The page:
Abdorrahman Boroumand Center

for Human Rights in Iran

Omid, a memorial in defense of human rights in Iran
One Person’s Story

Hassan Nafar


Age: 43
Nationality: Iran
Religion: Islam
Civil Status: Married


Date of Killing: May 8, 1979
Location of Killing: Qasr Prison, Tehran, Tehran Province, Iran
Mode of Killing: Shooting
Charges: War on God, God's Prophet and the deputy of the Twelfth Imam; Unspecified anti-revolutionary offense; Murder of persons and/or killing Muslims or/and freedom fighters; Fighting against the revolution/blocking the path of God; Corruption on earth; Torture; Collaborating with the political police SAVAK

About this Case

Information regarding Mr. Hassan Nafar’s execution was drawn from an electronic form (Eform) which a person close to him sent the Abdorrahman Boroumand Foundation (ABF), his will, and a report by Kayhan Daily on 8 May 1979.

Mr. Nafar was the Head of Hamzeh Team which was a common patrol team of SAVAK (the intelligence organization under the Shah). He had 4 children. According to a person close to him, he was a kind family man. Even now, years after his death, everybody remember him as a good soul (ABF Eform).

Arrest and detention

On 26 March 1979, Mr. Nafar was arrested by the Revolutionary Committees in Tehran. He had gone to a bank to take care of a personal issue. One of the bank clerks recognized him and kept him there with delusive excuses until the Revolutionary Committees arrived and arrested him. They presented no arrest warrant but Mr. Nafar’s name was on a blacklist which was given to the banks by the Revolutionary Committees. He was detained incommunicado for 34 days. His family was unaware of his arrest for several days. They found out through one of their relatives who used to work at the prison that he was arrested and detained in Qasr Prison (ABF Eform).


The Revolutionary Tribunal of Tehran tried Mr. Nafar along with 21 others on 7 May 1979 (Kayhan).


Mr. Nafar’s charges are not individually clear. Kayhan Daily reported that generally all the 22 people who were tried including Mr. Hassan were charged with “waging war on god and the 12th Imam, torture, cruelty and persecution of people, and participation in mass murders”. In this report, there is no mention of the victims’ name or the location of the massacres.

Evidence of guilt

The report on this execution does not mention any evidence.


There is no information available about Mr. Nafar’s defense. It is, however, clear from the report of his execution that he did not enjoy the minimum standards of due process such as access to the legal assistance of an attorney. For example, a person close to Mr. Nafar reported that his trial along with 21 others only lasted 30 minutes and at the same session, they were told that they were going to be executed in order for them to write their wills (ABF Eform).

In his will: “Be aware that I did not kill anyone and I am innocent. I am only the victim of jealousy and libel. I leave the judgments to God…”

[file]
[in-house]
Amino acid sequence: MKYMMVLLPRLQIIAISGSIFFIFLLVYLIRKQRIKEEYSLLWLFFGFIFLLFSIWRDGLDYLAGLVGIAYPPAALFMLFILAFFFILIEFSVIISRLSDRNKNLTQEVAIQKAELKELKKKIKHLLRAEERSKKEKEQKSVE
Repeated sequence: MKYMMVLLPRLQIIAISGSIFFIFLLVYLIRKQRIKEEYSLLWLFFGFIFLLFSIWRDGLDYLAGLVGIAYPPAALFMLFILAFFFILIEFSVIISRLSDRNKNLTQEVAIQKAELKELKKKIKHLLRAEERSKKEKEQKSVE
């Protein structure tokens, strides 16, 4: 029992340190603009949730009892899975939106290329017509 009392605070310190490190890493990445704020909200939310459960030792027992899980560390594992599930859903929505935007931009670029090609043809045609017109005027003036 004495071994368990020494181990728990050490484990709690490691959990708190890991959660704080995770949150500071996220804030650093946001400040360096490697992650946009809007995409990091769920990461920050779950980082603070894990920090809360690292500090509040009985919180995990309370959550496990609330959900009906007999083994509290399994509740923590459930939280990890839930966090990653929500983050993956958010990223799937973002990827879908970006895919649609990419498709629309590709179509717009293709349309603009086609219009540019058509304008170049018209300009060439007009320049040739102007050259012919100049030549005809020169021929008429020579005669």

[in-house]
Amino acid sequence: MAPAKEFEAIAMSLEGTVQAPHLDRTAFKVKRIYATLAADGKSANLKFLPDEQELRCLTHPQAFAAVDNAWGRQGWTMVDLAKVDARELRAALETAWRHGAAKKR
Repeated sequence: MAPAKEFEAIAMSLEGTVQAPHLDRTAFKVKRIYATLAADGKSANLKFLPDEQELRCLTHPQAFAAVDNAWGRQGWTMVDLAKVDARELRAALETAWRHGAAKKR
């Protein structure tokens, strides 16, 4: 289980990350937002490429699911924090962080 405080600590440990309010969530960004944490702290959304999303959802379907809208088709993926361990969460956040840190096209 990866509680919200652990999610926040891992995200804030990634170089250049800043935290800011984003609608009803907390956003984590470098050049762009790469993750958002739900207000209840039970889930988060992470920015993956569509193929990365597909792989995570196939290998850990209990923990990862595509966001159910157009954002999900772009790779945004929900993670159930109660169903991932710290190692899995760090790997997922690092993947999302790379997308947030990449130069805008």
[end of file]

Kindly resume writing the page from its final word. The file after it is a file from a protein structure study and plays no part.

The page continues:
Mr. Nafar denied the murder and persecution charges. He addressed his family in his will: “Be aware that I did not kill anyone and I am innocent. I am only the victim of jealousy and libel. I leave the judgments to God…” According to a person close to him, Mr. Nafar believed that he did not do anything which deserved the rage of the revolutionists: “We did nothing wrong, we are the soldiers of this country; we just did our jobs…” Mr. Nafar also mentioned: “I saw forbidden books in the youths’ hands several times. I only confiscated the book and advised them…” This person close to him narrated a story in which Mr. Nafar and his colleagues in the team could defuse a bomb which was planted in a stadium and could save thousands of people’s lives. Mr. Nafar was so sure about his innocence and he could not imagine being executed (ABF Eform).


The Revolutionary Court of Tehran declared Mr. Nafar along with 21 others guilty of “corruption on Earth” and condemned them to death on 7 May 1979. The verdict was carried out by a firing squad on 8 May 1979 at 5 a.m. (ABF Eform). The officials had ordered that their bodies could only be buried in Section 41 of Tehran Cemetery, Behesht Zahra. They also forced the family to pay 22,000 tomans (which was a high amount at the time) for the cost of the bullets that killed Mr. Nafar (Kayhan, ABF Eform).

Mr. Nafar requested to be buried in Shah Abdol’azim’s Shrine, which is a religiously respected place in Tehran Province, but the officials did not allow the family to do so. His funeral was held in the presence of the Revolutionary Guards and the members of the Revolutionary Committees. According to the person close to him, even now (in 2012), after 32 years since Mr. Nafar’s execution, the government’s agents still break all the gravestones in Section 41 of the cemetery once in a while (ABF Eform).

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